Jeremy Tuplin will fit into the pack because he has already won hearts and gathered kind words. Critics have noted his strengths and unique flair and highlighted him for big things. What strikes me is how varied his work is. There is a distinct sound with Tuplin but he allows his music to breathe and vary between releases. Next year is a big one because we have been through so much political stress and division and it is hard to know exactly what sort of music will comfort us. I do not feel the Pop mainstream is sufficient enough but we do not want to embrace artists too soft and vague; those that are slight or writing in a very predictable way. I have spoken about personality and how it is important to get a sense of the artist and what makes them write. Embracing complete and original artists is, I think, what people are going to look for next year. Tuplin has a terrific sound and it definitely lingers in the brain. I am excited to see where he might head and what 2019 holds. I know there will be an album and many journalists and radio stations will get a hold of it. Many might claim the sound appeals more to a ‘mature’ audience – those who experienced legends like Nick Cave back in the day – but, really, Tuplin appeals to all demographics. Many artists have a narrow sound that only markets to a certain audience but Tuplin’s music goes a lot further. I will end this section of the review because, before I get to his new single, I want to look at challenges that face artists next year. It is exciting as we head into 2019 but there are some considerations that need to be addressed.


 PHOTO CREDIT: Richie Phillips

Jeremy Tuplin, like his peers, is gearing up for an album release and has ambitions. He will have goals regarding gigs, festivals and success and I am sure he is looking to boost his fanbase. I will end by looking at Tuplin and how he can grow next year but he already has a lot of quality and love his way. His social media numbers have risen and there are some glowing reviews that he has received. More and more artists coming onto the scene means there is going to be that competition and need to distinguish yourself. It is all very well for talented artists to come along and put out material but is that focus and hard work enough? The most important deciding factor between the promising and successful is those who can match an original sound with that hard work. I see so many artists put out music and promote themselves heavily but you never really return that often. So many repeat what is out there or feel they need to be close in sound to the masses – that is the mark of popularity and what will get them fans. I know it is hard to be special and standout with so many people around but many artists are so narrow regarding their compositions and lyrical templates. You have to wade strong and long so you can get into crystal waters and discover those who have their own vibe and do not closely stick to what is already out there. The challenges, therefore, is being able to have that distinction and letting people know about it. Tuplin has already proven himself but will be pitching himself all over again as he readies another album. At the start of every year, critics and fans are looking around for new heroes and  they will want to see who is making the biggest moves. Tuplin has a solid and appealing sound but I would also suggest a bit of an introduction. Maybe a small video or an interview would be a good accompaniment to his incredible sounds and make for a perfect pitch to those recommending artists to watch in 2019.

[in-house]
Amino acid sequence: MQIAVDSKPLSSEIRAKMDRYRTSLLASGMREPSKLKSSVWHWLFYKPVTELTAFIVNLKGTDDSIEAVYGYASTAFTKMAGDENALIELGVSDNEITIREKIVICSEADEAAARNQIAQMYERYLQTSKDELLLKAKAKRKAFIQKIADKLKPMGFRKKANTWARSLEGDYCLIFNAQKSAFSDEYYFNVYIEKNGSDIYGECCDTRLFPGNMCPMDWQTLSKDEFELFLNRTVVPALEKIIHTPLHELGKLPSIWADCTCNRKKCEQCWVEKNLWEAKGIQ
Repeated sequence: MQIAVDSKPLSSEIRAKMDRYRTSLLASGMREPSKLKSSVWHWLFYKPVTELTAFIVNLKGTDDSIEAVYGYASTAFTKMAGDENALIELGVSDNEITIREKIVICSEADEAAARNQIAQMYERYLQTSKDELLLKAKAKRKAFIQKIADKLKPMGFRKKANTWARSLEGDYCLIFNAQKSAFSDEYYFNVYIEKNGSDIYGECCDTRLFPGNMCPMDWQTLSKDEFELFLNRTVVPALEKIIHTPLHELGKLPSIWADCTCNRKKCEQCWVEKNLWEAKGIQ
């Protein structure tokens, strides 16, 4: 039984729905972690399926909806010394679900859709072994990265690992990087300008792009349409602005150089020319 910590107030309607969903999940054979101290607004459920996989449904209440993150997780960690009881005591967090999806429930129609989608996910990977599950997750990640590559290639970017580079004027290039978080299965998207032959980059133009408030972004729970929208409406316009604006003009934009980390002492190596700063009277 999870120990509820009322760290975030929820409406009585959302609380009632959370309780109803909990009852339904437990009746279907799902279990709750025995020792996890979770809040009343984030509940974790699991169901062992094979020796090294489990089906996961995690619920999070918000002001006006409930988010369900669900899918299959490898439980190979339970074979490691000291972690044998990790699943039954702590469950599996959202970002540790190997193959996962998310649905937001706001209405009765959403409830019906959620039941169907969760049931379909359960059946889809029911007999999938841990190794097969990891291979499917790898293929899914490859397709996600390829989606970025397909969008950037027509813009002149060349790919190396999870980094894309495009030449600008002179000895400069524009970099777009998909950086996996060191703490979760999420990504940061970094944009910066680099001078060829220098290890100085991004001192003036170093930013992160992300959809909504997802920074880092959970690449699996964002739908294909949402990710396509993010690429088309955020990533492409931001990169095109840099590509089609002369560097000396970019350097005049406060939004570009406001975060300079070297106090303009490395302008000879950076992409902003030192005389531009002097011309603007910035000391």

The start of any song is vital and important. People are going to be sold in the first few seconds and, if you present something a bit wooden or wandering then they will go elsewhere. Bad Lover starts quiet and then there is a brief moment when you can feel a transition happening. Spirited and racing electric strings have a light feel but there is urgency there as well. Wordless vocals, male and female, sound almost tribal and it is an uplifting and alluring tonic. I got some hints of Nick Cave and the way he can use harmonies but also a bit of Paul Simon in his Graceland period. It is unusual to start a song with harmonies and something melodic because most artists go in with lyrics or they let the music hover in the ether – leaving the harmonies and moments like this to the chorus. Tuplin makes sure he grips people from the outset and you are always wondering where the song is headed. Tuplin’s delivery, when he comes to the microscope, has a quick and matter-of-fact sound and barely pauses for breath. It seems like Tuplin could be broken-hearted and twist what is inside him out and spit venom; he could complain and blame someone else and he is contemplating how to progress. You sense a slight wink and commentary regarding songs and how there is always this need to accuse and find fault with the other party. Maybe Tuplin is predicting how people will react to the song – he is blaming the girl and what she has done – and the opening lines subvert expectations and, instead, ponder and show a little bit of humour. The voice has that deep quality that gives the words seriousness, but the composition has an airiness and playful, tactile nature that balances the mood. If we are naming names - I know that is an easy thing to do – then I can hear bit of The Divine Comedy and The National.


  PHOTO CREDIT: Richie Phillips